The second presentation on Sunday was given by John Peterson, editor of Socialist Appeal (USA), on the history of the Militant tendency in Britain. Speaking in French, John explained how a tiny group of Marxists around Ted Grant in the early 1960s were able to build the most successful Trotskyist group since the Trotsky’s Left Opposition. First and foremost, Ted Grant, basing himself on a solid Marxist analysis, was able to give an unshakable confidence to the small forces of Marxism at the time. While the post-war boom had caused most other groups to abandon the working class and its organizations, Ted oriented the Militant towards the Labour Party, and in particular the Labour Party Young Socialists. This was at a time when all other Marxist groups were abandoning the Labour Party and declaring it to be “bourgeois”. The Militant was able to recruit tens of thousands of youth to the LPYS and the best ones ended up joining the Marxist tendency. When there were big movements in society, the workers and youth generally moved through the Labour Party and ignored all of the small groups on the sidelines. By the early 1980s, the Militant was a household name with three members of Parliament elected under the Labour Party banner, control over the Liverpool city council, more full-time organizers than the Labour Party itself, and a membership in the thousands.
Following this intense day of discussions, the comrades retired to the Auberge Bishop hostel to eat, drink, and continue many inspiring political discussions from the day. Comrades from different cities were enthusiastic to chat with one another — to learn from their own experiences in order to help build the forces of Marxism where they are active.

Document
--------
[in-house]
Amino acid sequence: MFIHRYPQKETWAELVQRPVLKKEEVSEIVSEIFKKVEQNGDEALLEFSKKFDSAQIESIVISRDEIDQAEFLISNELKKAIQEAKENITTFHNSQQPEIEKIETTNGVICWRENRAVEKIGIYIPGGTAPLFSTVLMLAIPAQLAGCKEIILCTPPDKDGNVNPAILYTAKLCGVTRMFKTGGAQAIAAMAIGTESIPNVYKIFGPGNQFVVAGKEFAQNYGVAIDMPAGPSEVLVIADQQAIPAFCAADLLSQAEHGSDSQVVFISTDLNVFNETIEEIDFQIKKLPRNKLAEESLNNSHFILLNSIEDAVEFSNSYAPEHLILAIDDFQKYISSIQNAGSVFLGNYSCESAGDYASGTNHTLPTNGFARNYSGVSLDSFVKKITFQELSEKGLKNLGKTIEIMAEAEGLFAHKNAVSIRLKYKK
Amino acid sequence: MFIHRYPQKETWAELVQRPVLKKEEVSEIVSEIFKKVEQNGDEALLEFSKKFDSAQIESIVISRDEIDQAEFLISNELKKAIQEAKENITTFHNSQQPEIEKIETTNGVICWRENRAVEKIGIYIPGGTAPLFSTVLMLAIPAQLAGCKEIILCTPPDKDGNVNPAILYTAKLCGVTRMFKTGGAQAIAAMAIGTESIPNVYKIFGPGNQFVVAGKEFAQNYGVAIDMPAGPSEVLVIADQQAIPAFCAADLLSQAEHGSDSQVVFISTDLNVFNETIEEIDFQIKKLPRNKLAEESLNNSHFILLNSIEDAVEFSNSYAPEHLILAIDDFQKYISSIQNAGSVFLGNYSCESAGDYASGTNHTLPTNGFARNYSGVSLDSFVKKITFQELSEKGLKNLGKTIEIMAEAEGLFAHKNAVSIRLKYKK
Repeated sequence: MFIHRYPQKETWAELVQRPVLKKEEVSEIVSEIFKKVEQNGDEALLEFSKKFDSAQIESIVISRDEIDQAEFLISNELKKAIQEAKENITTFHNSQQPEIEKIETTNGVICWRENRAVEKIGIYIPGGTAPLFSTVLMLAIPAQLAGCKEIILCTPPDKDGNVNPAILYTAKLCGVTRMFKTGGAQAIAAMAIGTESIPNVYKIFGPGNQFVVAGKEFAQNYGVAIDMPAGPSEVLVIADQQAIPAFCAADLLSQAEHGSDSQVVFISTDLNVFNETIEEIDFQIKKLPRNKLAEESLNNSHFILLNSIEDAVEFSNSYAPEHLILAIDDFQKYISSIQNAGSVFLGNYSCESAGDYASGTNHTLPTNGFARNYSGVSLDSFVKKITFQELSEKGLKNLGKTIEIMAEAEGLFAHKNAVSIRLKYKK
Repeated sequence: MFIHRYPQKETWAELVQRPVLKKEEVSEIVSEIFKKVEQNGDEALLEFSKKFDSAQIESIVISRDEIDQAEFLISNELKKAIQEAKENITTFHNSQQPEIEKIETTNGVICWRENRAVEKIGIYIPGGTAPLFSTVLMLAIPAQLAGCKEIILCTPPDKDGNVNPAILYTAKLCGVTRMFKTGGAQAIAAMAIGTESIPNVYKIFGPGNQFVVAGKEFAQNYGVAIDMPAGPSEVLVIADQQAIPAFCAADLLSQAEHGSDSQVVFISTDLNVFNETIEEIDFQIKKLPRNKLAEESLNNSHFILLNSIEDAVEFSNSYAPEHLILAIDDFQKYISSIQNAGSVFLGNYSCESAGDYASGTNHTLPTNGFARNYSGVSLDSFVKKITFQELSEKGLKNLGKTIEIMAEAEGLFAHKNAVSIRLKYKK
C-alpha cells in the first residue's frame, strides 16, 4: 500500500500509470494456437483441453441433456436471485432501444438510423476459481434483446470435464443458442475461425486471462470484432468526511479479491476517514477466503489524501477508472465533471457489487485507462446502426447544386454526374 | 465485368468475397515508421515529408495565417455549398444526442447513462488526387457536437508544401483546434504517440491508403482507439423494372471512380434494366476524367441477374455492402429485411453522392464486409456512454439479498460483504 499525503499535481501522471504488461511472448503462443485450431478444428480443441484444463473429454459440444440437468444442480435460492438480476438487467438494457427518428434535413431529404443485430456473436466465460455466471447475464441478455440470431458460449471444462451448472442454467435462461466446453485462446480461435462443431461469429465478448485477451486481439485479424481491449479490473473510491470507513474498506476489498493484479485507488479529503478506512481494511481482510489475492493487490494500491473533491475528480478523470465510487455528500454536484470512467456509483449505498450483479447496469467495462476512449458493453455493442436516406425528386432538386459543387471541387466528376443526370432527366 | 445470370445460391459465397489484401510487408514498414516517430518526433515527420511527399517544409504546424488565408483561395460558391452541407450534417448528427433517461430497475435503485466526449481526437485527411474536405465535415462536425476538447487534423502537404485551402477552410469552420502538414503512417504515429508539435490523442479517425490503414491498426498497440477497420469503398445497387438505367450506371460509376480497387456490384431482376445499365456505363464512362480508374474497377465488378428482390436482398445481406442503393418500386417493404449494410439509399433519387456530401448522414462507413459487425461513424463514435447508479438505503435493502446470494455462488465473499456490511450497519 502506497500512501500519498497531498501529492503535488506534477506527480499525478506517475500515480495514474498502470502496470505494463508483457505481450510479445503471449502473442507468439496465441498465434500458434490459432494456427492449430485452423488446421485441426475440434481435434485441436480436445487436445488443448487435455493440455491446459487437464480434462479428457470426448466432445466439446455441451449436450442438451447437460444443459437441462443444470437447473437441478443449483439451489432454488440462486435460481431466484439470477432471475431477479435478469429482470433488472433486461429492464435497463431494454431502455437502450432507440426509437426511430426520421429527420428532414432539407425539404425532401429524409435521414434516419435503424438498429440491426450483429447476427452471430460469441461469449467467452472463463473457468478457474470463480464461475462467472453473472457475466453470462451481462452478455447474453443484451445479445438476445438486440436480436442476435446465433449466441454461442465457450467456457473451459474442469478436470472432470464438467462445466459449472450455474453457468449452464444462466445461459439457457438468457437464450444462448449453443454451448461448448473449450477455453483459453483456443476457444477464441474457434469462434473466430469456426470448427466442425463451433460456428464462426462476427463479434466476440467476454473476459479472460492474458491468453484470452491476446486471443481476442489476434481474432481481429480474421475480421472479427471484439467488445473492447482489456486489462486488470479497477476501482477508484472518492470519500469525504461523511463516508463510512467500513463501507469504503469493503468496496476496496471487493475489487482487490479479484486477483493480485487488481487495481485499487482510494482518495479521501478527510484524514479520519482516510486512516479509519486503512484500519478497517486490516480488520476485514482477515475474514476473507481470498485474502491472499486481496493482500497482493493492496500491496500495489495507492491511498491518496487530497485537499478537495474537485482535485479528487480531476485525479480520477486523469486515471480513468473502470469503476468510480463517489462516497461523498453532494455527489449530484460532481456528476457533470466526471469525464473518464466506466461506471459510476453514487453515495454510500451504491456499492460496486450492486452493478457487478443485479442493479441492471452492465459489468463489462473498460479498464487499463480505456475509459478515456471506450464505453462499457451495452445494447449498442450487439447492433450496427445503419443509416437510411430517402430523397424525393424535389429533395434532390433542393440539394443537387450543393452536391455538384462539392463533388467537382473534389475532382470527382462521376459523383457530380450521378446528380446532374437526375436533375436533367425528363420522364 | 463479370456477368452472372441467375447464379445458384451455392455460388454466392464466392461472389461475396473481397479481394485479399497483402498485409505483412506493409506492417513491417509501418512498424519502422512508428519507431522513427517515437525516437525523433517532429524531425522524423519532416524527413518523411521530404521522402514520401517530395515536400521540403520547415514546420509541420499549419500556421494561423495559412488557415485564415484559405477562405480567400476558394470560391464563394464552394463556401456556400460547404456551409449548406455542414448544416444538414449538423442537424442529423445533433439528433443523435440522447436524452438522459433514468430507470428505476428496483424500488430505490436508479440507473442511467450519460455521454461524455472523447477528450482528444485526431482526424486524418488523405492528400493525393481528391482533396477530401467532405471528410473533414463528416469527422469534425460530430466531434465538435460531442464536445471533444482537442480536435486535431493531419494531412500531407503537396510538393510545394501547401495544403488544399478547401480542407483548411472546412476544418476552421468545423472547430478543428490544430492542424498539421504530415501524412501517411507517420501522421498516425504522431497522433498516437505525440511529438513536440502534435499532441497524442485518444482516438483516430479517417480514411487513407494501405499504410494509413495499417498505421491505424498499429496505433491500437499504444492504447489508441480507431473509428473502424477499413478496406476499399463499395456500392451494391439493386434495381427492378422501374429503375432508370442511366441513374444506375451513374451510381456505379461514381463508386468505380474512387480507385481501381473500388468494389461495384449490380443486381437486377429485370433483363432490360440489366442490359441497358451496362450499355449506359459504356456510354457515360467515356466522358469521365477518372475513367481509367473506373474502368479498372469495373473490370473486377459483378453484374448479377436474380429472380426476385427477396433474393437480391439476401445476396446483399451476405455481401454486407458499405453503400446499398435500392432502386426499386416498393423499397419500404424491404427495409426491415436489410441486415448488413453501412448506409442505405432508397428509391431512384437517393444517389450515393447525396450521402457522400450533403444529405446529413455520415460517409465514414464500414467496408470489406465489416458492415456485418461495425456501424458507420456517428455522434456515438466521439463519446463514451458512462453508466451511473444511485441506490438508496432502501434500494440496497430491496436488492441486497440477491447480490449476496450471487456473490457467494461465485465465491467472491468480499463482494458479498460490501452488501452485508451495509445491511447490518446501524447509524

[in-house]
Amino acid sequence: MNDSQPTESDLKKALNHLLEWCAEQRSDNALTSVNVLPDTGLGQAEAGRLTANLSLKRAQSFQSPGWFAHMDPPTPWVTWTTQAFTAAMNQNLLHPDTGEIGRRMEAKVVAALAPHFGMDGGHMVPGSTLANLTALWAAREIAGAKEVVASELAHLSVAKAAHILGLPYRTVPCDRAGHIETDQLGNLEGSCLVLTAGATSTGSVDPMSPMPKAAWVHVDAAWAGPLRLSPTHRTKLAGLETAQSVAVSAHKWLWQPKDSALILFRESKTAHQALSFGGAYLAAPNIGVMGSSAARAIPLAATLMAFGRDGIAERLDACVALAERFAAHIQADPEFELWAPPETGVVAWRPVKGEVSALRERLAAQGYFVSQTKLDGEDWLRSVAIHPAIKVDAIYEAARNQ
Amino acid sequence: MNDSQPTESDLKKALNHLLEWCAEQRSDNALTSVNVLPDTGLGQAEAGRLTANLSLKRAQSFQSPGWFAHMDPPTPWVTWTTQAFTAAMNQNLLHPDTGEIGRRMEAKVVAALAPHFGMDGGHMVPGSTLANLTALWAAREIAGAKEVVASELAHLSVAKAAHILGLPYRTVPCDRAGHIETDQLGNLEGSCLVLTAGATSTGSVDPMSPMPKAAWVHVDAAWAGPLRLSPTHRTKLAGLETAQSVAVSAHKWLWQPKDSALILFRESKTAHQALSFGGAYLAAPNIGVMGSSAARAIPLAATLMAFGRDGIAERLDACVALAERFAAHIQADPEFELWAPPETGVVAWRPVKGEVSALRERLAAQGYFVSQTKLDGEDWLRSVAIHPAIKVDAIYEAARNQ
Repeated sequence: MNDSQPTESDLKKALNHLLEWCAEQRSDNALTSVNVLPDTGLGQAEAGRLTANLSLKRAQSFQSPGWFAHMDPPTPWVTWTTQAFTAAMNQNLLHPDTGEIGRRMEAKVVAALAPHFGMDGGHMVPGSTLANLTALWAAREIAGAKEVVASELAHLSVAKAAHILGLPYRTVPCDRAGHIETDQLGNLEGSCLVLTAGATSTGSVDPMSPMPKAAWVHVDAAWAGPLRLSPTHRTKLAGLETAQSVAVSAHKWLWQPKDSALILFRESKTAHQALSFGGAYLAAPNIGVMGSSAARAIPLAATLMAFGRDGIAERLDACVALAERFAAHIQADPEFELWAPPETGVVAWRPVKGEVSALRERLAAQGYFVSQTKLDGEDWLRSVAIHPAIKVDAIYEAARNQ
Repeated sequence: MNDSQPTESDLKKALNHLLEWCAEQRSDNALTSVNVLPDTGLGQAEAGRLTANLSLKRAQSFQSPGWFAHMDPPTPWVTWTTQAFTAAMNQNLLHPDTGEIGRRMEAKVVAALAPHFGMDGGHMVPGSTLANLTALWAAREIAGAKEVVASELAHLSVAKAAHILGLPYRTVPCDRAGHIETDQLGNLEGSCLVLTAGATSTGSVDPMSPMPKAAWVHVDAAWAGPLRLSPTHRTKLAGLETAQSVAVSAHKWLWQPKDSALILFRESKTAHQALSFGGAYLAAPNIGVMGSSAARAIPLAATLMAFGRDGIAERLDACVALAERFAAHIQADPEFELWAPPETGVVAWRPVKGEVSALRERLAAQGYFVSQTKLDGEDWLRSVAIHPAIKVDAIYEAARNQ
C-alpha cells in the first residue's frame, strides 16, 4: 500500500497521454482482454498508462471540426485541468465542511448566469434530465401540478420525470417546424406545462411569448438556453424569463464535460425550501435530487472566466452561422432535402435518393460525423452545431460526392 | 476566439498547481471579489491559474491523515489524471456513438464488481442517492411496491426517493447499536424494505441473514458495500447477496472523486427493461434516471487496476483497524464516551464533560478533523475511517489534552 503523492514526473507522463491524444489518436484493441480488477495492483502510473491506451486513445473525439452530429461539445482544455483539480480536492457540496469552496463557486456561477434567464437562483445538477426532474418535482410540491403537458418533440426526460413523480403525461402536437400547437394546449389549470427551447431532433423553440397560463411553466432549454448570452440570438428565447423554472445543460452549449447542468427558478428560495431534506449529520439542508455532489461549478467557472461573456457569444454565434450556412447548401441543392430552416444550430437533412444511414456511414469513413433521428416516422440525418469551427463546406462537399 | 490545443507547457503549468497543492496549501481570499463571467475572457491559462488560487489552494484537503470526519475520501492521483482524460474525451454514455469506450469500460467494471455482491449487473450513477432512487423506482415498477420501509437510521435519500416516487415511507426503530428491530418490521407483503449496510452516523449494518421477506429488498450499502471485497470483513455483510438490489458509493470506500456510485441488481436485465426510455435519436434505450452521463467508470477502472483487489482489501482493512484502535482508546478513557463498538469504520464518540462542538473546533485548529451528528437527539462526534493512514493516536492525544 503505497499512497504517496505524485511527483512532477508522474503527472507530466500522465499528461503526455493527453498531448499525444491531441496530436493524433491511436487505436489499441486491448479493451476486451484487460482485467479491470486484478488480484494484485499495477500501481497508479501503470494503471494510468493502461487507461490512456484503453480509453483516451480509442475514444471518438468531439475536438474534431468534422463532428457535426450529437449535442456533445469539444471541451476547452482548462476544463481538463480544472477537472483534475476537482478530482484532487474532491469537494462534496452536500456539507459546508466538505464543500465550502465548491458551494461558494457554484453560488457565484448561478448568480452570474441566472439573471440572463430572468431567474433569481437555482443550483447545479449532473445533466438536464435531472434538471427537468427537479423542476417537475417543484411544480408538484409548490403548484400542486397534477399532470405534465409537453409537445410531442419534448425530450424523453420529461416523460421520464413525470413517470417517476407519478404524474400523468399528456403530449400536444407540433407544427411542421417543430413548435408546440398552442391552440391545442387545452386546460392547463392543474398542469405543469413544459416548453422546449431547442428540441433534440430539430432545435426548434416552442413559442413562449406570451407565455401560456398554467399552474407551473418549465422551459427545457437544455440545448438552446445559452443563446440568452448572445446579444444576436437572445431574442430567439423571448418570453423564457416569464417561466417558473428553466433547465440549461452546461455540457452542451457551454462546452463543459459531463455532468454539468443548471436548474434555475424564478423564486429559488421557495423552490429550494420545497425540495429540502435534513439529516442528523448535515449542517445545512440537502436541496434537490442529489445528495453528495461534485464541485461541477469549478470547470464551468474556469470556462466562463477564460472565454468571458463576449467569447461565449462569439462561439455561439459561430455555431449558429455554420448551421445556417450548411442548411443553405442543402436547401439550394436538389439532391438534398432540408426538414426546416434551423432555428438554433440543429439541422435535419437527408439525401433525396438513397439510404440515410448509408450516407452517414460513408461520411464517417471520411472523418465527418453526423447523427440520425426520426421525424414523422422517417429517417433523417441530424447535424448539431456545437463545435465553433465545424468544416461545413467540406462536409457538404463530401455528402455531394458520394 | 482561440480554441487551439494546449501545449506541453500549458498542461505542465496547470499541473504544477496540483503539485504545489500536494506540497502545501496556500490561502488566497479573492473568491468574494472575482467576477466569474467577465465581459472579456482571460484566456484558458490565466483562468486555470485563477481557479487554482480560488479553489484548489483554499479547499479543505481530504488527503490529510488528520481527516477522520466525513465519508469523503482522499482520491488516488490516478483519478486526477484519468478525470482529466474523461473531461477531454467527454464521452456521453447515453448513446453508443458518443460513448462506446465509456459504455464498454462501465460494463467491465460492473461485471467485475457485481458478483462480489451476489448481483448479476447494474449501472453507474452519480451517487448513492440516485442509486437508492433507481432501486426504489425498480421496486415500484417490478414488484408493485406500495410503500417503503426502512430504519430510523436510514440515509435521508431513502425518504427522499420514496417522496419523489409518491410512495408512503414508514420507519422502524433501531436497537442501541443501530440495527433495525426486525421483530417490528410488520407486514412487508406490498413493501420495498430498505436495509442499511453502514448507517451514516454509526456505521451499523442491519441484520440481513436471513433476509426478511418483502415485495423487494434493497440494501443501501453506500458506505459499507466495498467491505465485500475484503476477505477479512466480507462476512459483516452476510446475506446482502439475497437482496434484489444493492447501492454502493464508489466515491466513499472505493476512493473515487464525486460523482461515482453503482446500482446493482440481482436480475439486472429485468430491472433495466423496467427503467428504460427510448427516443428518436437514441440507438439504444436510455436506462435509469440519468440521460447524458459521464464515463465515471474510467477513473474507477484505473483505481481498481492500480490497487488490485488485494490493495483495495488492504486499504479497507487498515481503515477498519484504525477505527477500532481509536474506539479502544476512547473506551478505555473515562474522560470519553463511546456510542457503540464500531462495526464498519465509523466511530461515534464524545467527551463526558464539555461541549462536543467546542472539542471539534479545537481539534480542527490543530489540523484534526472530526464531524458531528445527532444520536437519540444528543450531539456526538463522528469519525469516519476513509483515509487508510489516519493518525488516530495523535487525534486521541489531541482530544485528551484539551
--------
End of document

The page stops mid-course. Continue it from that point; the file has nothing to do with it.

On the second day, the comrades again met at Concordia University. The third discussion of the weekend was led-off by Fightback editorial board member Camilo Cahis who spoke on the topic of “Workers’ Control and Nationalization”. Camilo drew on the experiences from many different countries to elucidate his points. He argued very clearly that workers’ control, without addressing private ownership of the means of production and political power, is not and cannot be a goal in and of itself. Workers’ control, by itself, does not overcome the contradictions of capitalism and the private market. The experience in Venezuela, for instance, has shown the limitations of building “islands of socialism in an ocean of capitalism.” He showed that workers’ control is a transitory stage on the road to socialism, and that the only way to guarantee workers’ control was to link it to the creation of a workers’ state and a nationalized planned economy. Camilo also explained how Trotsky wrote extensively on this subject as he polemicized against the Stalinists who claimed that workers’ control is only possible after the seizure of state power. Trotsky argued that it is precisely the experience of workers’ control that enables the workers to run the state and the economy. This presentation was followed by an involved discussion the people bringing in examples from Latin America, Yugoslavia, Scandinavia, the United States, and Canada.
This was followed by closing remarks by Joel Bergman of La Riposte in Quebec and a lively singing of the Internationale. The fifth edition of the Marxist School revealed the great enthusiasm and abilities of the young comrades in eastern North America, as they look to inject Marxist ideas into the North American labour movement.
Join us next year!
For more pictures from the school, check out our Flickr page!